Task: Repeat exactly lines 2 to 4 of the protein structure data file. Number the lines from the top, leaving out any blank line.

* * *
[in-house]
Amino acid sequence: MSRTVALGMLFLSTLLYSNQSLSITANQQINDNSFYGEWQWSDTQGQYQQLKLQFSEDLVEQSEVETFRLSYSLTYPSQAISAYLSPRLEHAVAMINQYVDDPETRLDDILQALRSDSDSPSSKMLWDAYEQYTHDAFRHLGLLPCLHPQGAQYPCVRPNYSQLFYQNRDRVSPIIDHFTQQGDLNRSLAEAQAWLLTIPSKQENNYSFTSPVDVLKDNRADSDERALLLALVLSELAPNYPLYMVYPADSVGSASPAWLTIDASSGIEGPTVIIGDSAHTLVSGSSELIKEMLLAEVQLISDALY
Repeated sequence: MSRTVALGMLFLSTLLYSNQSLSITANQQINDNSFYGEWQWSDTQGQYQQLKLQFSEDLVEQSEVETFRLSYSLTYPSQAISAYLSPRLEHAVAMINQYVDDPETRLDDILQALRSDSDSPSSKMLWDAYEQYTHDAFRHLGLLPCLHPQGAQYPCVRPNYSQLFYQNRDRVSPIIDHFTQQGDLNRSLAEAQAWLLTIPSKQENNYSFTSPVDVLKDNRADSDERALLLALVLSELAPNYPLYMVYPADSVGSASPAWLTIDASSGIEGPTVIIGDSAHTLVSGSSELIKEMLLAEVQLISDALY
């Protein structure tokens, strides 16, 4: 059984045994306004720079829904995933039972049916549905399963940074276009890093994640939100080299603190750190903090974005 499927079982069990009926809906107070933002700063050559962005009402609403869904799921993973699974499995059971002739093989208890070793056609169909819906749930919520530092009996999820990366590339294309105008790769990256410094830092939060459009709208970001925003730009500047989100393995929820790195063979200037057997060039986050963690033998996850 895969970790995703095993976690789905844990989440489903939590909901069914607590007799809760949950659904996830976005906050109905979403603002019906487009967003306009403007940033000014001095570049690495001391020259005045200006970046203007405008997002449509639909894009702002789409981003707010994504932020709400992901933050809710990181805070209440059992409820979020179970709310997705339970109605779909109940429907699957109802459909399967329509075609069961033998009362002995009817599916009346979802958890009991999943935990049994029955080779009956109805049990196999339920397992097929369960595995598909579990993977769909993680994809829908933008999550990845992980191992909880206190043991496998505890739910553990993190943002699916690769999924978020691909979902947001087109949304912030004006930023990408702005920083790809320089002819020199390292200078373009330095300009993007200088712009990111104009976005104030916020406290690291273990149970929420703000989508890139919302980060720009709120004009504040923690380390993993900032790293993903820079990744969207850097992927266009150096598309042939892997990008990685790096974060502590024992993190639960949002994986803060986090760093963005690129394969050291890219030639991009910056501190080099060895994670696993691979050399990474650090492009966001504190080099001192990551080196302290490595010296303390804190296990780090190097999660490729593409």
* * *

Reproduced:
Amino acid sequence: MSRTVALGMLFLSTLLYSNQSLSITANQQINDNSFYGEWQWSDTQGQYQQLKLQFSEDLVEQSEVETFRLSYSLTYPSQAISAYLSPRLEHAVAMINQYVDDPETRLDDILQALRSDSDSPSSKMLWDAYEQYTHDAFRHLGLLPCLHPQGAQYPCVRPNYSQLFYQNRDRVSPIIDHFTQQGDLNRSLAEAQAWLLTIPSKQENNYSFTSPVDVLKDNRADSDERALLLALVLSELAPNYPLYMVYPADSVGSASPAWLTIDASSGIEGPTVIIGDSAHTLVSGSSELIKEMLLAEVQLISDALY
Repeated sequence: MSRTVALGMLFLSTLLYSNQSLSITANQQINDNSFYGEWQWSDTQGQYQQLKLQFSEDLVEQSEVETFRLSYSLTYPSQAISAYLSPRLEHAVAMINQYVDDPETRLDDILQALRSDSDSPSSKMLWDAYEQYTHDAFRHLGLLPCLHPQGAQYPCVRPNYSQLFYQNRDRVSPIIDHFTQQGDLNRSLAEAQAWLLTIPSKQENNYSFTSPVDVLKDNRADSDERALLLALVLSELAPNYPLYMVYPADSVGSASPAWLTIDASSGIEGPTVIIGDSAHTLVSGSSELIKEMLLAEVQLISDALY
């Protein structure tokens, strides 16, 4: 059984045994306004720079829904995933039972049916549905399963940074276009890093994640939100080299603190750190903090974005 499927079982069990009926809906107070933002700063050559962005009402609403869904799921993973699974499995059971002739093989208890070793056609169909819906749930919520530092009996999820990366590339294309105008790769990256410094830092939060459009709208970001925003730009500047989100393995929820790195063979200037057997060039986050963690033998996850 895969970790995703095993976690789905844990989440489903939590909901069914607590007799809760949950659904996830976005906050109905979403603002019906487009967003306009403007940033000014001095570049690495001391020259005045200006970046203007405008997002449509639909894009702002789409981003707010994504932020709400992901933050809710990181805070209440059992409820979020179970709310997705339970109605779909109940429907699957109802459909399967329509075609069961033998009362002995009817599916009346979802958890009991999943935990049994029955080779009956109805049990196999339920397992097929369960595995598909579990993977769909993680994809829908933008999550990845992980191992909880206190043991496998505890739910553990993190943002699916690769999924978020691909979902947001087109949304912030004006930023990408702005920083790809320089002819020199390292200078373009330095300009993007200088712009990111104009976005104030916020406290690291273990149970929420703000989508890139919302980060720009709120004009504040923690380390993993900032790293993903820079990744969207850097992927266009150096598309042939892997990008990685790096974060502590024992993190639960949002994986803060986090760093963005690129394969050291890219030639991009910056501190080099060895994670696993691979050399990474650090492009966001504190080099001192990551080196302290490595010296303390804190296990780090190097999660490729593409």